The recent discovery of the emerald ash borer in Portage doesn’t mean that all of the city’s 1,000-plus ash trees need to be chopped down.
But what city officials will do, particularly with the ash trees on public lands (such as parks and boulevards in front of houses), needs to be decided in the next few weeks.
Just weeks after the city of Portage was recognized, for the 20th consecutive year, as a Tree City USA, a Wisconsin Department of Natural Resources urban forester confirmed that at least two ash trees in Portage were severely infested with the larva of the emerald ash borer, a metallic-green insect that is about a half-inch long and about 1/16th-inch wide.
The larvae invade the area under the bark of the ash tree. The telltale signs of their presence include tiny D-shaped holes in the trees, serpentine patterns (called galleries) just beneath the bark where the larvae feed and excrete, and woodpecker flecking from a large number of wood-pecking birds that seek the insects in the tree.
Dan Kremer, the city’s manager of parks and recreation, said DNR officials spotted the infected tree, on city-owned boulevards near Franklin and Monroe streets, on April 27, and confirmed the presence of emerald ash borer larvae.
It’s not a surprise, Kremer said, because the emerald ash borer has been spreading throughout Wisconsin for the last several years. It was first spotted in Columbia County last July — in the town of Lodi (near Harmony Grove) and a few days later in the town of Dekorra.
Since then, Columbia County has been among the Wisconsin counties under an emerald ash borer quarantine, said Brian Wahl, regional urban forestry coordinator for the DNR. That means, he said, that no ash products, including lumber or wood chips, may leave the county, unless they’re going to another county that already is under quarantine.
The insects can travel up to 2 miles per year, Wahl said — so they’re spreading not by their own power, but in infected wood that’s being moved throughout Wisconsin.
“These little buggers are being transported in by people,” he said.
That’s why people need to buy wood where they’re camping, and burn it there, instead of transporting firewood in and out of particular areas, Wahl said.
Kremer estimated that there are between 800 and 1,000 ash trees on public property in Portage, and he said there’s no telling how many other ash trees are growing on private property.
George Koepp, agriculture agent for the University of Wisconsin-Extension Columbia County, said ashes have been popular trees in communities for many years, partly because they grow fast.
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Ironically, many ashes were planted to replace the Dutch elm trees that were wiped out by disease, noted Tim Zander, a Columbia County supervisor who is a member of the County Board’s Agriculture Land and Water Conservation Committee.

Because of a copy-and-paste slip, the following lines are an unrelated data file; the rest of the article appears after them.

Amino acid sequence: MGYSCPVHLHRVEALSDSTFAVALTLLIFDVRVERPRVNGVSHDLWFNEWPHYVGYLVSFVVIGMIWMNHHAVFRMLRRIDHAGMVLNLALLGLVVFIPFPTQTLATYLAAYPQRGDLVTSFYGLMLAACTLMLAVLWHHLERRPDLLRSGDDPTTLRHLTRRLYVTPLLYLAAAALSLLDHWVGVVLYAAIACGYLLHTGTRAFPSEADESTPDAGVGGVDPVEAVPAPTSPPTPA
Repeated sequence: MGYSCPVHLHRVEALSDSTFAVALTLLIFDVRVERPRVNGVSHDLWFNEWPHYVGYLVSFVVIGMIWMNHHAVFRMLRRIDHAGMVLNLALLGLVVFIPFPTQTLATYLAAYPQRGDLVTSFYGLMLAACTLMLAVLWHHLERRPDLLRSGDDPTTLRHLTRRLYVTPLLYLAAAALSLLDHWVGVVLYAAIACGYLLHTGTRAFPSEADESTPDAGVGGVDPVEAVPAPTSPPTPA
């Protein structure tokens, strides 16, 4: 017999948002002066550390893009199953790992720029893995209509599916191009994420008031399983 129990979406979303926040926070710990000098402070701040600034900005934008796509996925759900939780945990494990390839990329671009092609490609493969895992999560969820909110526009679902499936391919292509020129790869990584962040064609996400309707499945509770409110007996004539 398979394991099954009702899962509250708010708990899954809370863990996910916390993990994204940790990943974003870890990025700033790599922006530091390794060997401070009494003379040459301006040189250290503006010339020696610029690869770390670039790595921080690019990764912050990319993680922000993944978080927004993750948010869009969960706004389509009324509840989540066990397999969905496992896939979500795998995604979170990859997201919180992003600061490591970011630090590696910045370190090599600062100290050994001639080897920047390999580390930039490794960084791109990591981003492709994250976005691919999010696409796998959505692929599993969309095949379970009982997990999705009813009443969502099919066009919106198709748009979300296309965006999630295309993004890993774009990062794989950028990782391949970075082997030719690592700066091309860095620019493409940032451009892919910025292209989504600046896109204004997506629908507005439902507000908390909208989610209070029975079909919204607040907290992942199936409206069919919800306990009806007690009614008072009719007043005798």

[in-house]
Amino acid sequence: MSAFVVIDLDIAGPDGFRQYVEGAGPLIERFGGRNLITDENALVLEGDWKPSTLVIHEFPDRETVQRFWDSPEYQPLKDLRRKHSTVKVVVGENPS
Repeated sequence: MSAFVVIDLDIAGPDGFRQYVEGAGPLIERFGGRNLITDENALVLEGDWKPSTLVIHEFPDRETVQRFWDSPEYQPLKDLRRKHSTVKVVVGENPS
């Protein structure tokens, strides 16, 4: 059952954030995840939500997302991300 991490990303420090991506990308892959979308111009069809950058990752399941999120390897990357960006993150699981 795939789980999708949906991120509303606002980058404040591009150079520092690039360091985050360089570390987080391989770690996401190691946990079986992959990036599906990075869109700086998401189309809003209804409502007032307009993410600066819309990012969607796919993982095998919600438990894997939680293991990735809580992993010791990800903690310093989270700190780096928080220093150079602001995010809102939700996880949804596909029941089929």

Wahl said the two trees in Portage where the ash borer infestation has been confirmed are goners, and will probably have to come down soon.
“These trees might leaf out this spring, but they won’t live very long,” he said.
But, while it’s almost certain that there are other ash trees in Portage that have the emerald ash borer, that doesn’t necessarily mean that all the infested trees will die or will have to be taken down.
Wahl said the emerald ash borer can be present in a tree for two to three years before the tree shows any symptoms of infestation, such as a thinning canopy of foliage.
In the early stages, Kremer said, infestations can be stopped with chemical treatment, either poured into the ground near the roots or injected by a professional arborist.
How many of the ash trees on city-owned property should be treated, and how many should be replaced with trees of a different species, remain to be decided by people in the city’s Parks and Recreation and Public Works departments, and by the Portage Common Council and city committees, boards and commissions.
Kremer said these groups will be talking in the next few weeks about options for dealing with the emerald ash borer, and city officials will post up-to-the-minute information on the city’s website, www.portagewi.gov.
Detailed information about the emerald ash borer is also available at datcpservices.wisconsin.gov/eab/index.jsp
People with ash trees on their private property can contact city officials if they think they have an infestation, but Kremer said the city workers can neither inspect nor treat trees on private property. There are, however, numerous certified arborists in the area, he said.
“It’s not like the trees are coming down tomorrow,” Kremer said. “We need to identify where the emerald ash borers are, and what we’re going to do.”
For a long-term response, both Wahl and Koepp have one word of advice: Diversify.
The best way to improve the long-term survival of urban trees, Koepp said, is to plant a variety of different species, rather than a lot of trees of the same species.
Wahl would take it one step further: “Plant the right tree in the right place. And if your next-door neighbor plants a tree, you plant something different.”